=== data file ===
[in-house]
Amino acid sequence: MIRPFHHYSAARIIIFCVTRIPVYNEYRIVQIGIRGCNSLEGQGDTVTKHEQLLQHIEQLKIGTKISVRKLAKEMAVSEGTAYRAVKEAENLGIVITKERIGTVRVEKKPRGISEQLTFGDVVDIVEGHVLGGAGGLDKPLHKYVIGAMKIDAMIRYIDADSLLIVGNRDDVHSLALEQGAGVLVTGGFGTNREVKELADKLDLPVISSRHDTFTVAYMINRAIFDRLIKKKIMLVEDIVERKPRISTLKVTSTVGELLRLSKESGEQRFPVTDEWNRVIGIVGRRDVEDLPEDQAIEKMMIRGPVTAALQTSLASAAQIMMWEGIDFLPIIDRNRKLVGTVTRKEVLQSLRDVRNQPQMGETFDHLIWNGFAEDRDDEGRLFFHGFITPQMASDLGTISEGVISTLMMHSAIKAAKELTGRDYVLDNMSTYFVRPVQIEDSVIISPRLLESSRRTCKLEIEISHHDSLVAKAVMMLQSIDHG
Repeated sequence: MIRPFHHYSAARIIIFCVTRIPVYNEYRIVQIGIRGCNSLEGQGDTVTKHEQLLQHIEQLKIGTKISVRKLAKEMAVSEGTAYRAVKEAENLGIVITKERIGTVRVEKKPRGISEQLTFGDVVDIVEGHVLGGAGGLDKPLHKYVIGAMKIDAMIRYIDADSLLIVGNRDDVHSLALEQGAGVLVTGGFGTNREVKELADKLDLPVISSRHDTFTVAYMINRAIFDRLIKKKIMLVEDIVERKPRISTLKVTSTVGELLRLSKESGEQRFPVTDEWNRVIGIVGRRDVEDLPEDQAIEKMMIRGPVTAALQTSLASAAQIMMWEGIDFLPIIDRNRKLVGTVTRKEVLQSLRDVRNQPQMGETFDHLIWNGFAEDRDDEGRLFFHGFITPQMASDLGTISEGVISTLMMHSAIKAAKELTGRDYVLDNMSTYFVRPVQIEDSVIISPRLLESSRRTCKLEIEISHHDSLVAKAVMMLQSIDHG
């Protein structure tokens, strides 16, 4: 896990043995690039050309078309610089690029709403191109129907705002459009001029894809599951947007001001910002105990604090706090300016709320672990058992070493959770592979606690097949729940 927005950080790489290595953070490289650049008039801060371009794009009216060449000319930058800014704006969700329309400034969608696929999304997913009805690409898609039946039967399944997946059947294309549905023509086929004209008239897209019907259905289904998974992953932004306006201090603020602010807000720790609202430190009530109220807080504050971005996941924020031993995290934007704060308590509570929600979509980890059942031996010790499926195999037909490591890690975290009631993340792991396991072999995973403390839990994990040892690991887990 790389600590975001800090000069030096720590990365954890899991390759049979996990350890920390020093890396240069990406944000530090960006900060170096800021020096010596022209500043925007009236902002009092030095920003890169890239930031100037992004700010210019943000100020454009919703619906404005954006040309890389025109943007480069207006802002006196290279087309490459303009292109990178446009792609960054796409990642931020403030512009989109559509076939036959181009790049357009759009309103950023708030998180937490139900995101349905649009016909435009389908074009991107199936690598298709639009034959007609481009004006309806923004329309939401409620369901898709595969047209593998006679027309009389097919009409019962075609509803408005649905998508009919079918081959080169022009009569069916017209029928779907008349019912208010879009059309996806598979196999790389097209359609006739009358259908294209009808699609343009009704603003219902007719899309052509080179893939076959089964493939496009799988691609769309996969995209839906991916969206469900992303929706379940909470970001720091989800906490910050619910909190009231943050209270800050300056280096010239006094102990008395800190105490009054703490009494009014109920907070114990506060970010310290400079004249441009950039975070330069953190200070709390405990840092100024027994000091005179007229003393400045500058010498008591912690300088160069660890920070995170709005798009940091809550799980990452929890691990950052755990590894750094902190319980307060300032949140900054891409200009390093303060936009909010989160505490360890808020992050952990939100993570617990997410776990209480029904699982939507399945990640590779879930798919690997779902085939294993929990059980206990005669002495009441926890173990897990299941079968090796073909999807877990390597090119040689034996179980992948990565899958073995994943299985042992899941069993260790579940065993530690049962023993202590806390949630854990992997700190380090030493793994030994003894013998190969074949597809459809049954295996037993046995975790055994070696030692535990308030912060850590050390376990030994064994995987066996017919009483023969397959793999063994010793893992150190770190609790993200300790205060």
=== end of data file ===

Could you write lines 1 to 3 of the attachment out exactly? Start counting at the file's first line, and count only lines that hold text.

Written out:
[in-house]
Amino acid sequence: MIRPFHHYSAARIIIFCVTRIPVYNEYRIVQIGIRGCNSLEGQGDTVTKHEQLLQHIEQLKIGTKISVRKLAKEMAVSEGTAYRAVKEAENLGIVITKERIGTVRVEKKPRGISEQLTFGDVVDIVEGHVLGGAGGLDKPLHKYVIGAMKIDAMIRYIDADSLLIVGNRDDVHSLALEQGAGVLVTGGFGTNREVKELADKLDLPVISSRHDTFTVAYMINRAIFDRLIKKKIMLVEDIVERKPRISTLKVTSTVGELLRLSKESGEQRFPVTDEWNRVIGIVGRRDVEDLPEDQAIEKMMIRGPVTAALQTSLASAAQIMMWEGIDFLPIIDRNRKLVGTVTRKEVLQSLRDVRNQPQMGETFDHLIWNGFAEDRDDEGRLFFHGFITPQMASDLGTISEGVISTLMMHSAIKAAKELTGRDYVLDNMSTYFVRPVQIEDSVIISPRLLESSRRTCKLEIEISHHDSLVAKAVMMLQSIDHG
Repeated sequence: MIRPFHHYSAARIIIFCVTRIPVYNEYRIVQIGIRGCNSLEGQGDTVTKHEQLLQHIEQLKIGTKISVRKLAKEMAVSEGTAYRAVKEAENLGIVITKERIGTVRVEKKPRGISEQLTFGDVVDIVEGHVLGGAGGLDKPLHKYVIGAMKIDAMIRYIDADSLLIVGNRDDVHSLALEQGAGVLVTGGFGTNREVKELADKLDLPVISSRHDTFTVAYMINRAIFDRLIKKKIMLVEDIVERKPRISTLKVTSTVGELLRLSKESGEQRFPVTDEWNRVIGIVGRRDVEDLPEDQAIEKMMIRGPVTAALQTSLASAAQIMMWEGIDFLPIIDRNRKLVGTVTRKEVLQSLRDVRNQPQMGETFDHLIWNGFAEDRDDEGRLFFHGFITPQMASDLGTISEGVISTLMMHSAIKAAKELTGRDYVLDNMSTYFVRPVQIEDSVIISPRLLESSRRTCKLEIEISHHDSLVAKAVMMLQSIDHG